I was once always signing up to go and work in Saudi, doubling my salary and paying no taxes. I had to fill up a form and there was a field marked religion. I told my boss that I was going to leave it blank, he argued with me that if I did then the application was going to be refused and that it would be ok for me to write christian. (Another upper case? I’m getting annoyed now…) In the end I refused to go, not only because I had to lie but also because I understood then the label system.
    Of all things, most atheists have higher principles. At least, you (religious people) should understand that an atheist is someone who does not lie just to get an advantage like most politicians do.

  2. Jeff V Says:

    Why does firefox want the word christ in upper case? I refuse to change it…

    It is a name right?

    I had to fill up a form and there was a field marked religion. I told my boss that I was going to leave it blank, he argued with me that if I did then the application was going to be refused and that it would be ok for me to write christian. (Another upper case? I’m getting annoyed now…) In the end I refused to go, not only because I had to lie but also because I understood then the label system.

    Why not just write Atheist? What kind of job was this?

  3. Ed Says:

    According to Wikipedia christ is synonym with “the anointed” or the messiah. You are probably right, I used it as a name, but this is arguable. For example, “Bush, the warmonger”, if later on I just write The warmonger, other people may make the association pretty quickly, but then again maybe not.

    Atheism is not a religion, therefore I wanted to leave it blank. Anyway, the reason my boss wanted to write christian was precisely to avoid writing atheist and “embarrassing” his company in the eyes of the Saudi officials. I’m sure he knew better as the company had a big team already working there for a number of years.
    People in Saudi have some uncommon views on things…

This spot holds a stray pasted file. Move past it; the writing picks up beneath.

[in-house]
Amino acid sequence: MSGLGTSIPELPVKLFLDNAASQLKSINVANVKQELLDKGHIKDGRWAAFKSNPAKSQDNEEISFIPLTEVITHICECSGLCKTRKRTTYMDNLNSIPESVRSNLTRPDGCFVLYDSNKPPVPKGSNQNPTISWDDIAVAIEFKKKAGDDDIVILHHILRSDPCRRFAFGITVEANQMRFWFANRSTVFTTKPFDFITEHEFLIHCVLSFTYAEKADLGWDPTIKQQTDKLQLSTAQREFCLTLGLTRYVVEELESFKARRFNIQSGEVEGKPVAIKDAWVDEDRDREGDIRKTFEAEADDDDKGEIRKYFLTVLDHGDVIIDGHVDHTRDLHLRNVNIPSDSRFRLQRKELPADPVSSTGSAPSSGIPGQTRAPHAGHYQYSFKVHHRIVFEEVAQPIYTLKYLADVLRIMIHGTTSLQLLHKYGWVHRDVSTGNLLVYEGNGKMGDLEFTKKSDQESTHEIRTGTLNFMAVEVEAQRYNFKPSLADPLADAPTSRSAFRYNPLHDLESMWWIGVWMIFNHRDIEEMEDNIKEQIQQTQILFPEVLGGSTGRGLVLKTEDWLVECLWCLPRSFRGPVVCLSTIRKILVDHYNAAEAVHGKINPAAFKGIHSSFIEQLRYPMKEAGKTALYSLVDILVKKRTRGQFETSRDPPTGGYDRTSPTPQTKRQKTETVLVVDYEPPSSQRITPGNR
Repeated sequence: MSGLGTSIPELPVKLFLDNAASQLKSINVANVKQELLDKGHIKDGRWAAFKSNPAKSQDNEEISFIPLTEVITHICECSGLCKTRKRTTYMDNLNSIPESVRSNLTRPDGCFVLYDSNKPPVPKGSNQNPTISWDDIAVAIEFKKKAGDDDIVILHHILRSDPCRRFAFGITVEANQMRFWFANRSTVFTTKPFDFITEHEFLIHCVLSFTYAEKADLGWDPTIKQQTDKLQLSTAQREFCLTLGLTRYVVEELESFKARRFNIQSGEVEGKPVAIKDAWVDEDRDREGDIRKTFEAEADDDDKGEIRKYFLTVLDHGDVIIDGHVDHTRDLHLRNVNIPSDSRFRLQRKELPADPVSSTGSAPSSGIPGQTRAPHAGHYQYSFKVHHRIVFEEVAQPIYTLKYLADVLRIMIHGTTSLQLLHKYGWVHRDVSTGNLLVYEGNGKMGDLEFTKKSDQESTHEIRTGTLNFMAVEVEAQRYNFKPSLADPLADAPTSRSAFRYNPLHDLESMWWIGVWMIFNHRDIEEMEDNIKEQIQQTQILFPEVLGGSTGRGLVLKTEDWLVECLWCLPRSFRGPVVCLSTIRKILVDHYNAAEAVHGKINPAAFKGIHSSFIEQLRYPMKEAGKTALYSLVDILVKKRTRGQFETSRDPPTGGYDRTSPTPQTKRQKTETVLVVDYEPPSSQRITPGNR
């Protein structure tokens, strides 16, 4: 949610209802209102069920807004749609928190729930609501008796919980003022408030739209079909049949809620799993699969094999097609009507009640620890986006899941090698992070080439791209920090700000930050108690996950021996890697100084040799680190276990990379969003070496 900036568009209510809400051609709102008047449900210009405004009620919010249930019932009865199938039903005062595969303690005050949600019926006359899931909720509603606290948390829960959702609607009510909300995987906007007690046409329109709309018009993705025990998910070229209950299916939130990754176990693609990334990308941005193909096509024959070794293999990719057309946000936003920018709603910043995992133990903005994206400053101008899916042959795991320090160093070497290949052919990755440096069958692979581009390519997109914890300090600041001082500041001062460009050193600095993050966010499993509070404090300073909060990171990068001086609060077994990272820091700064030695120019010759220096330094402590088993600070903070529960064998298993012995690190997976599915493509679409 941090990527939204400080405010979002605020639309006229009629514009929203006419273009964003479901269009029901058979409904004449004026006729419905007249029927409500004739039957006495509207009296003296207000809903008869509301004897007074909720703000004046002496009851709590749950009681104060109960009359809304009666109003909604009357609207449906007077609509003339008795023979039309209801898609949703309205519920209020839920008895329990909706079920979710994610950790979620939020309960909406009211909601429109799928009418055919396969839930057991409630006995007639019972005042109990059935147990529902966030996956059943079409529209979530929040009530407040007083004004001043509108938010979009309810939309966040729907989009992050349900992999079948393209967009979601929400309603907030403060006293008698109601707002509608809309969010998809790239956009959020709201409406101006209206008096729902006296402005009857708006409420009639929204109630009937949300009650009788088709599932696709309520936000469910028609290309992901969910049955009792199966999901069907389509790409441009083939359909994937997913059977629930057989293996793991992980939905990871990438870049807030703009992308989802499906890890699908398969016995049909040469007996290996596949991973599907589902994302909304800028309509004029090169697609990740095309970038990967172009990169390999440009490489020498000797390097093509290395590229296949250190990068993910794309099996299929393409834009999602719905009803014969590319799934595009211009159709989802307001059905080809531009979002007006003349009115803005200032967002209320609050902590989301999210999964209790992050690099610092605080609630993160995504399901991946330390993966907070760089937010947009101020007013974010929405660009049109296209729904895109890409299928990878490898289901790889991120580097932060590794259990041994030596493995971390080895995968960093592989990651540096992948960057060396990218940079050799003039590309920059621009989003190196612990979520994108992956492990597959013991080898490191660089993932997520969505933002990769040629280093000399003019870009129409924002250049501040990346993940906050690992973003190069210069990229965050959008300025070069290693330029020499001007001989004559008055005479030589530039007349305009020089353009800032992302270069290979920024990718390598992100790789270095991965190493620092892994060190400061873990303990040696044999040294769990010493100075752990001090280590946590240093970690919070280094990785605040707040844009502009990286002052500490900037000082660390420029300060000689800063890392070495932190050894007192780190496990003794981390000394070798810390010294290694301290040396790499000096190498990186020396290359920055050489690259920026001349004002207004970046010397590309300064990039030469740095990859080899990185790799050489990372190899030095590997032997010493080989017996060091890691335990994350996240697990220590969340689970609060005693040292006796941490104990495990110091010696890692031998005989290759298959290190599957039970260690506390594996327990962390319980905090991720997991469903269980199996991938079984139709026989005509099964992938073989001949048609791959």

http://www.freethinker.co.uk/2008/09/16/muhammad-mickey-munajid-the-mouse-maligning-mufti/

  4. William (green) Says:

    I’m not entirely certain, but the warmonger used like that, I would expect to be capitalized like a name: Bush, the Warmonger. You’re saying he is the warmonger, as opposed to just any old warmonger. If you referred to it later, I think Yeah, The Warmonger ate some cheese would be clearer than without the uppercase, ’cause without it, it needs to be something you’ve named fairly recently.
    Capitals = global declaration?

  5. Jeff V Says:

    I think if you say something like Bush, the warmonger. “The Warmonger” seems like an epithet from mythology like “Zeus, the lightning hurler”. When used as a proper noun like that it seems reasonable to capitalize it. I like using epithets (provided they are not racial epithets) to break up the monotony when I am writing about a singular subject for a long time.

    People in Saudi have some uncommon views on things…

    That is definitely true. I used to work for a company that did a lot of business in the Kindom (see, epithets are fun) and it is amazing how backasswards a country can be yet still get support from the Western world.

  6. Knacker Says:

    Ed, you can sue for that sort of thing if it was in america. I’d think you’d have taken it that far if you felt strongly enough to refuse to just write what the wanted.

    It may not even be too late.